Monsoons are a deliciously Indian phenomenon. From spending a better part of my life by the coast in Mumbai and Goa, I’ve come to appreciate the torrential rain for the relief it brings after the scorching summer months. Every monsoon season is associated with its burst of scents, flavours, memories and things to do. Read on for snippets of places to go, things to do, what to eat and drink to truly enjoy the monsoons!
Pick your favourite veggies, slice them thin and fry with batter. Vegetable pakodas are a top favourite in the monsoon season and are best accompanied by a spicy pickle and a hot cardamom and ginger tea. In monsoons, if you’re staying indoors a lot and are unable to get too much exercise, you’d want to eat light. For that, I recommend a nice, hot plate of poha for breakfast instead of the usual. Add roasted peanuts and garnish with coriander to enjoy it to your fullest. Another loved Monsoon snack is the samosa but here’s the healthy twist to it: instead of frying it, stuff it with a healthy preparation of chickpeas and bake it in the oven. I often use the Wonderchef OTG to get the flakiest, tastiest results.
Sometimes, I like to go for a rainy drive and when I come back, I whip myself a hot maggi filled with carrots, onions, peas and for a fun twist, zucchini that immediately elevates the dish.
An activity that’s a bit uncommon but one I thoroughly enjoy is getting wet in the rain during walks or playing football or even swimming in the rain! Something about working out in the rain keeps the tiredness and sweat at bay. My favourite pick me up meal after a hard workout is enjoying the goodness of bhutta this season by whipping up some sweet corn chaat. I sprinkle chaat masala over some boiled sweet corn for the perfect flavour.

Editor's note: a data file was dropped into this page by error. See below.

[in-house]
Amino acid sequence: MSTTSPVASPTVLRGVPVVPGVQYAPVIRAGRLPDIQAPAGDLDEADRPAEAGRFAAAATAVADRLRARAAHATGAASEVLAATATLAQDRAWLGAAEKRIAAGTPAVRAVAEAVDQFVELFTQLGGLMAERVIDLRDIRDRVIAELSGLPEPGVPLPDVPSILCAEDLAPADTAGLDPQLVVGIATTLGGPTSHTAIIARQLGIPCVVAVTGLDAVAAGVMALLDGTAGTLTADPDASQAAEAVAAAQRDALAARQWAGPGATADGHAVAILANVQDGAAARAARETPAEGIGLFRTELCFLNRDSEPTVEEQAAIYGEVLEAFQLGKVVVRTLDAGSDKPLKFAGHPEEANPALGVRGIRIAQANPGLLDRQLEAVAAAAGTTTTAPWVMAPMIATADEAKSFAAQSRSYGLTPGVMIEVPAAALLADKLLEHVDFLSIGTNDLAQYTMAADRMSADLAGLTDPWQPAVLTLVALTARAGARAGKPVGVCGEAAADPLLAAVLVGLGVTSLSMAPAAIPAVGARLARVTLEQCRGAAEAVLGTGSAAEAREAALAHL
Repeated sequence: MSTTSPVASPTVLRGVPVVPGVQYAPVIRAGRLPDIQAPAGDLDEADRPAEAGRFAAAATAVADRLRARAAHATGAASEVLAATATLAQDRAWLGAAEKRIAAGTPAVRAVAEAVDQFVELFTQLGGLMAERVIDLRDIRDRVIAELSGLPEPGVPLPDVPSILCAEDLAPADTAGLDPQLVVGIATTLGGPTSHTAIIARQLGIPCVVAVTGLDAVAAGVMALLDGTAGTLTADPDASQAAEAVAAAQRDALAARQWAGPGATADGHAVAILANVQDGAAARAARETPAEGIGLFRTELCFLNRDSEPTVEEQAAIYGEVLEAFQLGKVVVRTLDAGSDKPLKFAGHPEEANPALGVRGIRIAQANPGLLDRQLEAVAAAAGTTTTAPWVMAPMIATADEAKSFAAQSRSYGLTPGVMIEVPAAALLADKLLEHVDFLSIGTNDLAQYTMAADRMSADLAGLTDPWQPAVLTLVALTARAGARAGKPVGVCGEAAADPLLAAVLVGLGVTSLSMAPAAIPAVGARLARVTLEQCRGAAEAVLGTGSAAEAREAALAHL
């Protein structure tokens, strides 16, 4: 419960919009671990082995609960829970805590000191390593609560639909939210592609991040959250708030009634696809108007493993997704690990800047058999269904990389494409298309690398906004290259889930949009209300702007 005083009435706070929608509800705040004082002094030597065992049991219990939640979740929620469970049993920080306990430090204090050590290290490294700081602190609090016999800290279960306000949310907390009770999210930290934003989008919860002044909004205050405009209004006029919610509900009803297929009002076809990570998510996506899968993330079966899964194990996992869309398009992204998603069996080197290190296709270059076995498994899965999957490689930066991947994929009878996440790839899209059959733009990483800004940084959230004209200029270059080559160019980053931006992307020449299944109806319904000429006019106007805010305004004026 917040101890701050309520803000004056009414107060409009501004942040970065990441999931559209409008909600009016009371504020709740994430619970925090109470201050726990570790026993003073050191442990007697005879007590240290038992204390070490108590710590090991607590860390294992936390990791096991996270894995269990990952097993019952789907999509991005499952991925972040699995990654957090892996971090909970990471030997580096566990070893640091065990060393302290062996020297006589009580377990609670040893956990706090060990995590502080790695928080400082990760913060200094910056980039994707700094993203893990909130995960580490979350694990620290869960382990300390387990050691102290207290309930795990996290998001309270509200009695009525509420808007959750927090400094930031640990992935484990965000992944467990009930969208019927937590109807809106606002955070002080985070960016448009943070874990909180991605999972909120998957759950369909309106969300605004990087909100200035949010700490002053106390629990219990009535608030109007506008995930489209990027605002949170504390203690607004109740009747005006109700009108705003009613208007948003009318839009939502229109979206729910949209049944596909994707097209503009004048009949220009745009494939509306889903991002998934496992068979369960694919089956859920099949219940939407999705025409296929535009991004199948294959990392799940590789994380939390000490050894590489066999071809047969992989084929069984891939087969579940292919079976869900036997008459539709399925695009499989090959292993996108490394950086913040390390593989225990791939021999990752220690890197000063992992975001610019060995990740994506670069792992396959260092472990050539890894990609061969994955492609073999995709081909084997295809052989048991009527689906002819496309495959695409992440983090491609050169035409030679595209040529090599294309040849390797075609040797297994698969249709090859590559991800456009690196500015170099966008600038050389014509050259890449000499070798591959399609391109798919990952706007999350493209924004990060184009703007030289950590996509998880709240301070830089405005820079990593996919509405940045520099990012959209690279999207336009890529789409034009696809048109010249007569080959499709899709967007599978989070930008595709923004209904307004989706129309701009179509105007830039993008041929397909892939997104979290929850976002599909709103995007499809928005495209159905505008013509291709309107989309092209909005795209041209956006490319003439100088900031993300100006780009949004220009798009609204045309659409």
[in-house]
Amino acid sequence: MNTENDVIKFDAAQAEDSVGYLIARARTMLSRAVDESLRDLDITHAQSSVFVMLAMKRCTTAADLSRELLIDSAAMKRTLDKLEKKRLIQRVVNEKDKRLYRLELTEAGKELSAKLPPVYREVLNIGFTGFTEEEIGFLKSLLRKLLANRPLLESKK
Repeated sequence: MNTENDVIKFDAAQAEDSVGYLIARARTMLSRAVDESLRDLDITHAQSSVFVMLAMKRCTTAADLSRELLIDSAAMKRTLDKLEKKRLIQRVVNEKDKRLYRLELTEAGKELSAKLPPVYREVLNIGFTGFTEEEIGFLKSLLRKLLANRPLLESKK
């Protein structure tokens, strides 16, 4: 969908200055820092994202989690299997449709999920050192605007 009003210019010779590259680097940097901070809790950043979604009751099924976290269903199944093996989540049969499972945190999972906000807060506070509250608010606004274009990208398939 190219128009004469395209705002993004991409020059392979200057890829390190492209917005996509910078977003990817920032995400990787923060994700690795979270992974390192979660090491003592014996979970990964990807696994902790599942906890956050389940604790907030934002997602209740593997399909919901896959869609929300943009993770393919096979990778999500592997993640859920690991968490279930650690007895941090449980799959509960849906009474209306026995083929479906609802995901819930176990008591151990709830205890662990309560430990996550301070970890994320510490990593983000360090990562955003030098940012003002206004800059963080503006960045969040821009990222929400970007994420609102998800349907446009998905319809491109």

Another vivid memory is that of eating aloo tikki chaat in Dehradun after my marriage. We were returning from the movie theatre when it started raining and it became cold. The misty weather called for some chaat, so we stopped by at Ganapati Sweets to enjoy some crunchy tikki chaat. This year, I am planning to make dumpling and noodle soup, and lots of spicy Maggi!
An unforgettable childhood food memory is of feasting on hot plantain and jackfruit chips that Mum and aunts had just fried in the courtyard of my friend’s ancestral home in Kerala. Her family came together and good times happened around these bowls of salted chips and tea. Much time has passed since, but every year when the clouds gather, those flavours emerge from memory, and I cannot wait to make fresh banana fritters and spicy, crunchy dal vadas with endless cups of cardamom tea.
Along with spices and colour, the smell of the monsoon is part of the Indian collective unconscious, evoking nostalgia in even the most hardened souls. The Indian monsoon, for anyone lucky enough to witness it, is a magical memory.
Author : Alina Gufran, writer and film-maker, who loves the outdoors and reading.